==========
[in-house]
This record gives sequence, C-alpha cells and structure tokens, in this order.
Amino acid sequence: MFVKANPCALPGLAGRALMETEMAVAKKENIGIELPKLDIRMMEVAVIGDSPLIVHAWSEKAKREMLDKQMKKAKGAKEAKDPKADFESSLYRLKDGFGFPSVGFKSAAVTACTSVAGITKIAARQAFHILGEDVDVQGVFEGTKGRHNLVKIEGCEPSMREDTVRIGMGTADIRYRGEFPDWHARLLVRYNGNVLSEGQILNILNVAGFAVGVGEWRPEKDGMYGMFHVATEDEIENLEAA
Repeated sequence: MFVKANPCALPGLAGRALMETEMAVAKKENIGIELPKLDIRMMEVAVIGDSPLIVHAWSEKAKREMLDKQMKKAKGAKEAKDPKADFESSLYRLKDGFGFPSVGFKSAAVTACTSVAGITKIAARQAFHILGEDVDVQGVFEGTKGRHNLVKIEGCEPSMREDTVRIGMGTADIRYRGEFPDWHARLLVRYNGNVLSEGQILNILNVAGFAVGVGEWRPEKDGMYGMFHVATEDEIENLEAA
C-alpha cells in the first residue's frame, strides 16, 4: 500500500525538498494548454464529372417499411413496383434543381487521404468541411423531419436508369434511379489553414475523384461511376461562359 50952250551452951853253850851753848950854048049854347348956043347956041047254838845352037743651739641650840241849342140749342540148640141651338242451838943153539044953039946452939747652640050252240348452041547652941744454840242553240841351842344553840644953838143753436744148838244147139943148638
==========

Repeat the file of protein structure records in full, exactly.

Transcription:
[in-house]
This record gives sequence, C-alpha cells and structure tokens, in this order.
Amino acid sequence: MFVKANPCALPGLAGRALMETEMAVAKKENIGIELPKLDIRMMEVAVIGDSPLIVHAWSEKAKREMLDKQMKKAKGAKEAKDPKADFESSLYRLKDGFGFPSVGFKSAAVTACTSVAGITKIAARQAFHILGEDVDVQGVFEGTKGRHNLVKIEGCEPSMREDTVRIGMGTADIRYRGEFPDWHARLLVRYNGNVLSEGQILNILNVAGFAVGVGEWRPEKDGMYGMFHVATEDEIENLEAA
Repeated sequence: MFVKANPCALPGLAGRALMETEMAVAKKENIGIELPKLDIRMMEVAVIGDSPLIVHAWSEKAKREMLDKQMKKAKGAKEAKDPKADFESSLYRLKDGFGFPSVGFKSAAVTACTSVAGITKIAARQAFHILGEDVDVQGVFEGTKGRHNLVKIEGCEPSMREDTVRIGMGTADIRYRGEFPDWHARLLVRYNGNVLSEGQILNILNVAGFAVGVGEWRPEKDGMYGMFHVATEDEIENLEAA
C-alpha cells in the first residue's frame, strides 16, 4: 500500500525538498494548454464529372417499411413496383434543381487521404468541411423531419436508369434511379489553414475523384461511376461562359 50952250551452951853253850851753848950854048049854347348956043347956041047254838845352037743651739641650840241849342140749342540148640141651338242451838943153539044953039946452939747652640050252240348452041547652941744454840242553240841351842344553840644953838143753436744148838244147139943148638